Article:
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Yanantin and Masintin in the Andean World: Complementary Dualism in Modern Peru Hardcover – March 15, 2012
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From the Inside Flap
Yanantin and Masintin in the Andean World is an eloquently written autoethnography in which researcher Hillary S. Webb seeks to understand the indigenous Andean concept of yanantin or “complementary opposites.”
About the Author
Hillary S. Webb is the managing editor of Anthropology of Consciousness, the peer-reviewed journal of the Society for the Anthropology of Consciousness.
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The Yanantin can be defined as follows: Because existence itself is believed to be dependent upon the tension and balanced interchange between the polarities, there is a very definite ideological and practical commitment within indigenous Andean life to bringing the seemingly conflicting opposites into harmony with one another without destroying or altering either one. Among the indigenous people of Peru and Bolivia, the union of opposing yet interdependent energies is called yanantin or "complementary opposites." Masintin is what is materialized. It is what is self realized, not what stays in theory. Masintin is to enter into the spirit and the essence of anything, of the thing. Of what has been materialized. Of what has been imagined. You must enter into the spirit of it. Masintin is to create, recreate, and procreate.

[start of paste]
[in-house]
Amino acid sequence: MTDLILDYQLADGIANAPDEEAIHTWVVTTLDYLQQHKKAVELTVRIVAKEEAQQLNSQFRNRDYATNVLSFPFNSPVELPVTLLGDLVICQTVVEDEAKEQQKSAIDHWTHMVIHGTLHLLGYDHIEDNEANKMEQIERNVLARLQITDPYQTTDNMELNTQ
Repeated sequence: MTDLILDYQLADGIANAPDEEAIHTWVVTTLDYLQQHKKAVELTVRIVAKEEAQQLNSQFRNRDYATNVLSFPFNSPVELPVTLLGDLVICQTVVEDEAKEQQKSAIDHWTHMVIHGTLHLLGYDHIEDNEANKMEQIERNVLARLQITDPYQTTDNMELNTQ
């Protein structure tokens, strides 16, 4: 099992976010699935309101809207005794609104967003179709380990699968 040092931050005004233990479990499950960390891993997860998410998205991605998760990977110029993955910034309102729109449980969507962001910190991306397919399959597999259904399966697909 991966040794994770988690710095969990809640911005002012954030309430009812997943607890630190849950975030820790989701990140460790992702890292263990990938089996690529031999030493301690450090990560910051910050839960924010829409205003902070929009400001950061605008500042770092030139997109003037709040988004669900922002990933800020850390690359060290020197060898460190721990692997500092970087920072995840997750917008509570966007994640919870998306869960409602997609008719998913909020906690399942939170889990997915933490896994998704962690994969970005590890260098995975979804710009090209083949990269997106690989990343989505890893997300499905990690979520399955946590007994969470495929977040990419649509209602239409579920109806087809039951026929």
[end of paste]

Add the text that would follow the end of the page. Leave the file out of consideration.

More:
These concepts may sound complex but as Webb experiences and shares them they are sound and credible. Her own participation in the healing ceremony - partaking of the San Pedro cactus - provided her access to the utter simplicity of the philosophical aspects of these Andean peoples and it is that experience she so adeptly shares that makes this such a powerful read. Grady Harp, September 12
The book is an auto-ethnography, meaning that rather than studying a distant culture from the perspective of an "objective" observer, the author treats herself as the subject of study as she endeavors to live the Andean worldview first-hand. This makes sense because in the Andean worldview, learning occurs through practice and action, not through ideas abstracted from lived reality. From this perspective the experiences themselves feel vivid and close. This means receiving intimate accounts of the author's thoughts as she "downloads" cosmic teachings from the stars or sneaks into ruins to encounter ancient the ancient "lanzón" idol, as well as frequent conversations with spiritual masters. Still, the ethnographic content, building from many decades of Andean anthropology literature, is extremely rich, well researched, and well presented. What comes through is a narrative that weaves together the big concepts of the indigenous Andean philosophy and spiritualism in a way that feels fresh and tangibly real. While making this a very readable ethnography, Webb still does justice to the complexity of Andean thought, while her shaman teachers come to life as intricate characters and brilliant spiritualists.
This is an excellent book for anyone interested in Andean culture, or for anyone interested in learning about non-western spiritual traditions.